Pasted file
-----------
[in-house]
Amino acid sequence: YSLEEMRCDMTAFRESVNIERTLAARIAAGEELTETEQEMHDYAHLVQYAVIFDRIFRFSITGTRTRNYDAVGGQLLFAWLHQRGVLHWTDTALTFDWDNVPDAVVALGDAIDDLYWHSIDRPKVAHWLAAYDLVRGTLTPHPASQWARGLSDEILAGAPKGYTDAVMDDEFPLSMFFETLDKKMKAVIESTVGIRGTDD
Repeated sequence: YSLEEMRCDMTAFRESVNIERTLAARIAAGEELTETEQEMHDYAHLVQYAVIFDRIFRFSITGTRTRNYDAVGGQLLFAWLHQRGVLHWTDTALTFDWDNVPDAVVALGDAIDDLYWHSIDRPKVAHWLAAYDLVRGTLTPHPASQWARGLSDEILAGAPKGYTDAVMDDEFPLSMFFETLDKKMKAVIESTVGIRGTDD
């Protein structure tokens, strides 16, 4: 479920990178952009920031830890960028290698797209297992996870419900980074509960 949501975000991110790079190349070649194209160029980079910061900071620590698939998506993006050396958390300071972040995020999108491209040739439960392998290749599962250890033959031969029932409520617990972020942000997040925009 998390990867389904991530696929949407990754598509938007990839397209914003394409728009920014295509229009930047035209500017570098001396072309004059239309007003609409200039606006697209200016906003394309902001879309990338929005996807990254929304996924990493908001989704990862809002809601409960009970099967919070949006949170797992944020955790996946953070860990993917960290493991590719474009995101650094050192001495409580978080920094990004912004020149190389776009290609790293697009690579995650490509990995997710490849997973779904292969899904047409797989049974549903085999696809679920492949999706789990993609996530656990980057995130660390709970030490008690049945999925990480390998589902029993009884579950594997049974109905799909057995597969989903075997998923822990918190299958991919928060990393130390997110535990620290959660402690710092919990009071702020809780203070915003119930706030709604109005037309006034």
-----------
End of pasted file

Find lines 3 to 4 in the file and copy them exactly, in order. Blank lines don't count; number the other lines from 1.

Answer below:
Repeated sequence: YSLEEMRCDMTAFRESVNIERTLAARIAAGEELTETEQEMHDYAHLVQYAVIFDRIFRFSITGTRTRNYDAVGGQLLFAWLHQRGVLHWTDTALTFDWDNVPDAVVALGDAIDDLYWHSIDRPKVAHWLAAYDLVRGTLTPHPASQWARGLSDEILAGAPKGYTDAVMDDEFPLSMFFETLDKKMKAVIESTVGIRGTDD
């Protein structure tokens, strides 16, 4: 479920990178952009920031830890960028290698797209297992996870419900980074509960 949501975000991110790079190349070649194209160029980079910061900071620590698939998506993006050396958390300071972040995020999108491209040739439960392998290749599962250890033959031969029932409520617990972020942000997040925009 998390990867389904991530696929949407990754598509938007990839397209914003394409728009920014295509229009930047035209500017570098001396072309004059239309007003609409200039606006697209200016906003394309902001879309990338929005996807990254929304996924990493908001989704990862809002809601409960009970099967919070949006949170797992944020955790996946953070860990993917960290493991590719474009995101650094050192001495409580978080920094990004912004020149190389776009290609790293697009690579995650490509990995997710490849997973779904292969899904047409797989049974549903085999696809679920492949999706789990993609996530656990980057995130660390709970030490008690049945999925990480390998589902029993009884579950594997049974109905799909057995597969989903075997998923822990918190299958991919928060990393130390997110535990620290959660402690710092919990009071702020809780203070915003119930706030709604109005037309006034």